However, with social distancing and limited overseas travel, there will be a big drop in trade. Prime Minister Edouard Philippe has said they are facing “probably the worst test of modern times, while at the same time tourism is a jewel in the crown of the French economy”. Saving the industry is a national priority, he said.
Tourism professionals told Connexion that many are expecting at least a 50% reduction in annual turnover. Tourism Minister Jean-Baptiste Lemoyne has indicated that French residents will mostly holiday in France, though President Macron hinted at possible Europe-wide travel. At a press conference with Angela Merkel, the president said a co-ordinated plan should be ready by mid-June: “We will have a tourist season in Europe alongside the virus.”
The Solidarity Fund extension
The EU is reportedly looking at robots and drones with infrared cameras to patrol resorts to check on social distancing. Tourism represents 9% of French GDP and maintains two million jobs. The government announced an €18billion plan to support the industry. This includes Solidarity Fund payments of up to €1,500 a month for small businesses which are closed or which lost 50% of turnover compared to last year. These are extended to the end of the year, to a limit of €10,000 a business.
About €1billion is available for loans, and employers are exempt from social charges from March to June, if the firm is closed or with minimal activity. Councils are invited to lower the taxe de séjour (added to accommodation bills) and reduce property taxes for tourist businesses by two-thirds, which the state will finance at 50%.
Employees with no work will be eligible for temporary unemployment benefit of 84% of net salary up to September at least, and possibly beyond if their workplace is still not fully open. There is a promised increase to daily use of luncheon vouchers from €19 to €38 plus use at weekends, to help the sector. For more see plan-tourisme.fr.
A review of what firms are included under the tourist sector banner is underway to broaden it to ancillary sectors dependent on tourists. Another new measure will be a support fund for heritage workers such as tour guides. French tourist body Atout France is working on a ‘sanitary reassurance logo’ related to following Covid-19 guidelines. Asked by Connexion if the quarantine for UK arrivals will harm tourism, Mr Lemoyne said: “Reciprocity guides the measures and I can’t say more. But I clarify that France is talking about a voluntary quarantine.”
New hygiene measures
When – as hoped – restaurants reopen in June, they will need to keep a 1m gap between tables. Gîtes de France expressed delight at being able to welcome visitors again when deconfinement began on May 11 and reservations rose by a factor of eight – but numbers are still considerably down on last year. All 42,000 owners were advised on issues such as cleaning door handles, temperatures for washing bedding and recommended periods between guests.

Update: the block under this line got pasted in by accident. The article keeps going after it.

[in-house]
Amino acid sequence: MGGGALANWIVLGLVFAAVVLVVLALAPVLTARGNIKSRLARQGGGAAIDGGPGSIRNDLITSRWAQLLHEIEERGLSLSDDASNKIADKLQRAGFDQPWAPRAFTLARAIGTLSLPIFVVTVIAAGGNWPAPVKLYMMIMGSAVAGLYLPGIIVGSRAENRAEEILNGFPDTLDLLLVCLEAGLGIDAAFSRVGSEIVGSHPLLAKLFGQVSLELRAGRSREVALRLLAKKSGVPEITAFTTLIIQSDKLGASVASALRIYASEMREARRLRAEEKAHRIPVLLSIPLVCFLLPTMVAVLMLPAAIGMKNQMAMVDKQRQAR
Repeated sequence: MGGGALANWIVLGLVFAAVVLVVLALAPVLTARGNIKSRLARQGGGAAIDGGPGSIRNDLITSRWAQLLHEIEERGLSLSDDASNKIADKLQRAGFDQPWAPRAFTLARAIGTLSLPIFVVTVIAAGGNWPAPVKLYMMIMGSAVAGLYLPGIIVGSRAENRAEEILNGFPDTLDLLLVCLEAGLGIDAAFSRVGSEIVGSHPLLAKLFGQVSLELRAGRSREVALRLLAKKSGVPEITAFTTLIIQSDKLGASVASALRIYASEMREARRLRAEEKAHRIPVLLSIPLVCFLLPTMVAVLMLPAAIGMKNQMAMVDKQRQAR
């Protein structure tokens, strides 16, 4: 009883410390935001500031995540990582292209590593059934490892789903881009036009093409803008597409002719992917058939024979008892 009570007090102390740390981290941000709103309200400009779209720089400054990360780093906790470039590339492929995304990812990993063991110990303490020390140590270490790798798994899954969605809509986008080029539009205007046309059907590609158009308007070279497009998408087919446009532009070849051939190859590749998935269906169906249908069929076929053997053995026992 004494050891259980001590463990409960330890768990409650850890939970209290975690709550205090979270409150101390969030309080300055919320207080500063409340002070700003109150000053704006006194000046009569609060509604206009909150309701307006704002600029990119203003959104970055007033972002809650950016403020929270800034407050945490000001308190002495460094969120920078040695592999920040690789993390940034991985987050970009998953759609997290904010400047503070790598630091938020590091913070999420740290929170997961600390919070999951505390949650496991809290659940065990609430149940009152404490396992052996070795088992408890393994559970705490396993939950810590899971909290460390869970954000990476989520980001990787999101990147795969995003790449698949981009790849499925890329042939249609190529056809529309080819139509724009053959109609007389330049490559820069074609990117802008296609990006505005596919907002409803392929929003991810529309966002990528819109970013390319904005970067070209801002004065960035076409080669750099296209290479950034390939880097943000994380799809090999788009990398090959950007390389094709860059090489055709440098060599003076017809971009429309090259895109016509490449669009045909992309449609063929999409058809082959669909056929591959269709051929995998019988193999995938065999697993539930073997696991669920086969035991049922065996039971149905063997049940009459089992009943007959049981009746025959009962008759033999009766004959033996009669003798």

Mountain refuges will progressively start to open from June 2. Campsites expect to be popular because they are outdoors. Despite hopes for a decent high season, they expect annual income to be halved due to opening late, reduced numbers in restaurants and increased costs due to health regulations. Gé Kusters, vice-president of the Fédération Nationale de l’Hôtellerie de Plein Air, said: “We’ve had very few cancellations for July and August. The tourism plan has allowed campsites to survive but we have to pay back the money we borrowed to keep going. It’ll take two to three years to recover.”
Roland Héguy, president of hotels and restaurants union Umih, said the situation “is very serious”. He welcomed the measures but said many firms will struggle to repay loans. It wants insurers to pay up under the business interruption clause, even though epidemics are not usually covered.
André Barbé, head of Nouvelle-Aquitaine’s top tourist site Lascaux IV, agrees: “The government has done more than in other countries. Our complaint is with insurance firms. We are willing to pay higher premiums if we get help now, but they won’t listen.” He hopes to open by the end of June, with small groups visiting in masks, and is expecting losses of 50% for 2020. “We have to accept and adapt, just as Cro-Magnon did.”
Bouahlem Rekkas, tourism chief for Sarlat, Dordogne, said he hopes quiet countryside destinations such as Périgord will attract visitors but many small businesses are suffering. These include gites and
chambres d’hôtes, some of which are not set up as the kind of business which can benefit from the Solidarity Fund. “It will be hard for many to decide whether it is financially worth their while to open if they have to put complicated sanitary protocols in place, bring in staff, and welcome only a few visitors, which might not balance the books. We’ve all worked really long hours. Anyone who is opening has worked hard to make sure they can welcome guests safely.”
Solidarity money was paid out to us in just a few days
Michael and Chantal Shardan, pictured, run a chambre d’hôtes in Valréas, Vaucluse, and applied for a grant from the Solidarity Fund for March and April. They say they will not hesitate to apply for May and June as well, if need be. Mr Shardan said: “It was straightforward and we had the money in our bank within three days of applying. I would recommend anyone to apply. This virus is nobody’s fault. It is no use complaining and we are grateful France is doing something to help.”